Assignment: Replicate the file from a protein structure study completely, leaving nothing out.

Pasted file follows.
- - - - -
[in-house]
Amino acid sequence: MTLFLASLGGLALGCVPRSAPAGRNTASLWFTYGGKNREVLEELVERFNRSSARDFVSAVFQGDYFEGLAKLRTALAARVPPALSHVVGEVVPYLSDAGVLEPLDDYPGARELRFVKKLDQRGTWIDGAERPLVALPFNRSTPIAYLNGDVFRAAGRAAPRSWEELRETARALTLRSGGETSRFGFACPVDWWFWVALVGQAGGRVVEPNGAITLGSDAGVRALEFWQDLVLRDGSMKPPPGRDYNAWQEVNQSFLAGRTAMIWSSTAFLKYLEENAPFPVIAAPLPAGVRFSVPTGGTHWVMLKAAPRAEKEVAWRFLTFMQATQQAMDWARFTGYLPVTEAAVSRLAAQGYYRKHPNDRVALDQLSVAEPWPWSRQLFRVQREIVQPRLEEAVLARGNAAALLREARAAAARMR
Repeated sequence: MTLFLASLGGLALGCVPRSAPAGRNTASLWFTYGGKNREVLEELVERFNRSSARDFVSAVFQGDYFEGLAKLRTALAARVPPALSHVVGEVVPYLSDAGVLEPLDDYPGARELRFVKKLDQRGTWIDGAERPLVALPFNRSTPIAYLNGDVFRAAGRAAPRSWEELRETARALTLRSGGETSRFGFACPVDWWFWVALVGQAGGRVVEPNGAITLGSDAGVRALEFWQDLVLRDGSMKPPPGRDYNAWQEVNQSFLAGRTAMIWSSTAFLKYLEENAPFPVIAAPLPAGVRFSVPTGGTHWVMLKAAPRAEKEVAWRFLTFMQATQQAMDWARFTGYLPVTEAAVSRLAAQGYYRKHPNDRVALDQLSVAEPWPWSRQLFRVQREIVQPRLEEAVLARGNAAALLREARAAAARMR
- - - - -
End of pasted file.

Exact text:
[in-house]
Amino acid sequence: MTLFLASLGGLALGCVPRSAPAGRNTASLWFTYGGKNREVLEELVERFNRSSARDFVSAVFQGDYFEGLAKLRTALAARVPPALSHVVGEVVPYLSDAGVLEPLDDYPGARELRFVKKLDQRGTWIDGAERPLVALPFNRSTPIAYLNGDVFRAAGRAAPRSWEELRETARALTLRSGGETSRFGFACPVDWWFWVALVGQAGGRVVEPNGAITLGSDAGVRALEFWQDLVLRDGSMKPPPGRDYNAWQEVNQSFLAGRTAMIWSSTAFLKYLEENAPFPVIAAPLPAGVRFSVPTGGTHWVMLKAAPRAEKEVAWRFLTFMQATQQAMDWARFTGYLPVTEAAVSRLAAQGYYRKHPNDRVALDQLSVAEPWPWSRQLFRVQREIVQPRLEEAVLARGNAAALLREARAAAARMR
Repeated sequence: MTLFLASLGGLALGCVPRSAPAGRNTASLWFTYGGKNREVLEELVERFNRSSARDFVSAVFQGDYFEGLAKLRTALAARVPPALSHVVGEVVPYLSDAGVLEPLDDYPGARELRFVKKLDQRGTWIDGAERPLVALPFNRSTPIAYLNGDVFRAAGRAAPRSWEELRETARALTLRSGGETSRFGFACPVDWWFWVALVGQAGGRVVEPNGAITLGSDAGVRALEFWQDLVLRDGSMKPPPGRDYNAWQEVNQSFLAGRTAMIWSSTAFLKYLEENAPFPVIAAPLPAGVRFSVPTGGTHWVMLKAAPRAEKEVAWRFLTFMQATQQAMDWARFTGYLPVTEAAVSRLAAQGYYRKHPNDRVALDQLSVAEPWPWSRQLFRVQREIVQPRLEEAVLARGNAAALLREARAAAARMR